Cody Wilson and his non-profit organization, Defense Distributed, have ignited an important conversation in the realm of public policy and opinion. I would suggest that you keep a close eye on the issue of 3D printed firearms and their related files/code as the outcome will be important to the future of our Constitutional Republic. This issue is fascinating as it bridges both the First and Second Amendments with major implications to both.
Why You Should Care…
There are a lot of reasons to pay attention but here are three questions that I am most interested in seeing answered.
How will this affect the First and Second Amendments? – This issue seems complicated to some only because of the technology involved. You don’t need to have a full grasp of the technologies to see what is actually at stake here and it is actually quite simple when you boil it down…
It is a violation of the First Amendment to prevent or limit the creation or sharing of code (the computer language behind the files necessary to 3D print anything). It is violation of the Second Amendment to prevent or limit someone’s right to keep and bear arms.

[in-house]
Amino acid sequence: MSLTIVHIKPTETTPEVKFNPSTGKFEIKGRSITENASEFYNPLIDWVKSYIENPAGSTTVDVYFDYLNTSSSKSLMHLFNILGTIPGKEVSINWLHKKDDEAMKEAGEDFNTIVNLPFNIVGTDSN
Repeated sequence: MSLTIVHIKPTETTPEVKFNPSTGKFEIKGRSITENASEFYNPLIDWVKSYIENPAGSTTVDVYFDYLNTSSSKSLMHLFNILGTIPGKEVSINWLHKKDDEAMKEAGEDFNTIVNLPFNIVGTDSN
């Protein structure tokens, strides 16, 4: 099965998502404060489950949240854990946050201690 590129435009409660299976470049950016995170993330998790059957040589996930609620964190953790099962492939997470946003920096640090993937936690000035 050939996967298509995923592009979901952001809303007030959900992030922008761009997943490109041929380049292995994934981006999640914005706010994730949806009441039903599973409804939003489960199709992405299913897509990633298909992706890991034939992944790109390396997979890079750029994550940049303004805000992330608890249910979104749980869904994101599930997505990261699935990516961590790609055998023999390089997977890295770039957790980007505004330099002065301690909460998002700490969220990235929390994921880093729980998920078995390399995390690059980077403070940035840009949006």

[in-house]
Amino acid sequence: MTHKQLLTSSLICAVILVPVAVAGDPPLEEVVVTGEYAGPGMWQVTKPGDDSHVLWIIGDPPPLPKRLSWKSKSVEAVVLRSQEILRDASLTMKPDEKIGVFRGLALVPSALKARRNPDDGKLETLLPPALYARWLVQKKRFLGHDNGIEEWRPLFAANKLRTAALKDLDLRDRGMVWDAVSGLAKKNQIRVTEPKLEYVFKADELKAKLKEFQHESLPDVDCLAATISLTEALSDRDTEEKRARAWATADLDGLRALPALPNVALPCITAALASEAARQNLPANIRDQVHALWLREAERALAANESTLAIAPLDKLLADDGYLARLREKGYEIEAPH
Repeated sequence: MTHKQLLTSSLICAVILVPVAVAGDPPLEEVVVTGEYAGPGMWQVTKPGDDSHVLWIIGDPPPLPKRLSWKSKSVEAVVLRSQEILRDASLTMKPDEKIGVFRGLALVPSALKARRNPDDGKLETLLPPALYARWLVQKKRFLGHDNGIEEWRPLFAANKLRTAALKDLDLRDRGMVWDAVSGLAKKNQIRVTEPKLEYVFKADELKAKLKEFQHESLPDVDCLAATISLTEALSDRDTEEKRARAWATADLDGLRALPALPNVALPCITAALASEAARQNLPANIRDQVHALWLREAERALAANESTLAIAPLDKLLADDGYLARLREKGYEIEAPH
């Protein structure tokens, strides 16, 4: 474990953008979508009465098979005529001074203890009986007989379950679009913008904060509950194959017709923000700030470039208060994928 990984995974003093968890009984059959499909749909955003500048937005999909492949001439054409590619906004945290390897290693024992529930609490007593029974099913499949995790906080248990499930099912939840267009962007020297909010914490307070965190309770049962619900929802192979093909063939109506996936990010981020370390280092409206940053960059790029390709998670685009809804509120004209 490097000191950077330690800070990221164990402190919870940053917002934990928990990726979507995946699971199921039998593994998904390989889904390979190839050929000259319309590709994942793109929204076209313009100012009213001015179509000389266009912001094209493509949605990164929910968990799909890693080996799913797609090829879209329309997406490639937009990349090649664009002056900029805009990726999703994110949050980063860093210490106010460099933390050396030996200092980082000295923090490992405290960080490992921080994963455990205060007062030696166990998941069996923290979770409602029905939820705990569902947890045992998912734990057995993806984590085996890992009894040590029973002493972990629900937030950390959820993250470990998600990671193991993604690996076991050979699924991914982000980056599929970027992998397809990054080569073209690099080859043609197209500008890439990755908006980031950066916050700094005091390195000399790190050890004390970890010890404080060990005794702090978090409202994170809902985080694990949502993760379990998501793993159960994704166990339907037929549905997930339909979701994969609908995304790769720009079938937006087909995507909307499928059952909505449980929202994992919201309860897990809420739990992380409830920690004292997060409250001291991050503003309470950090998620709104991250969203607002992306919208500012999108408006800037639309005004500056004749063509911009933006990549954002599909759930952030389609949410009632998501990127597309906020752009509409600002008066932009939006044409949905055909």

How will your representatives respond? – It will be important to follow what your elected representatives are saying and doing in response to these issues. They will be under pressure to respond and those responses will be an incredible insight into their willingness to either trample on or uphold the Bill of Rights. You can contact them as required and vote accordingly.
How will the Maker Community respond? – It seems that at-home manufacturing will be large part of our future in some form and “makers” are working on the bleeding edge of the technologies that will bring this to fruition. I will personally be interested to see how the larger maker community responds. It may be generalizing a bit but makers tend to be more self-sufficient than most and have a sort of open-source approach to information. They are exploding in numbers relative to the increased practicality and falling prices of 3D printers and table top CNC machines. Will this growing community stand by while their rights are limited or will this topic ignite something in them?
Don’t sleep on this issue just because you don’t code, machine, or 3D print. Your rights are under attack even if you don’t own a 3D printer. Keep your eyes open and stay engaged.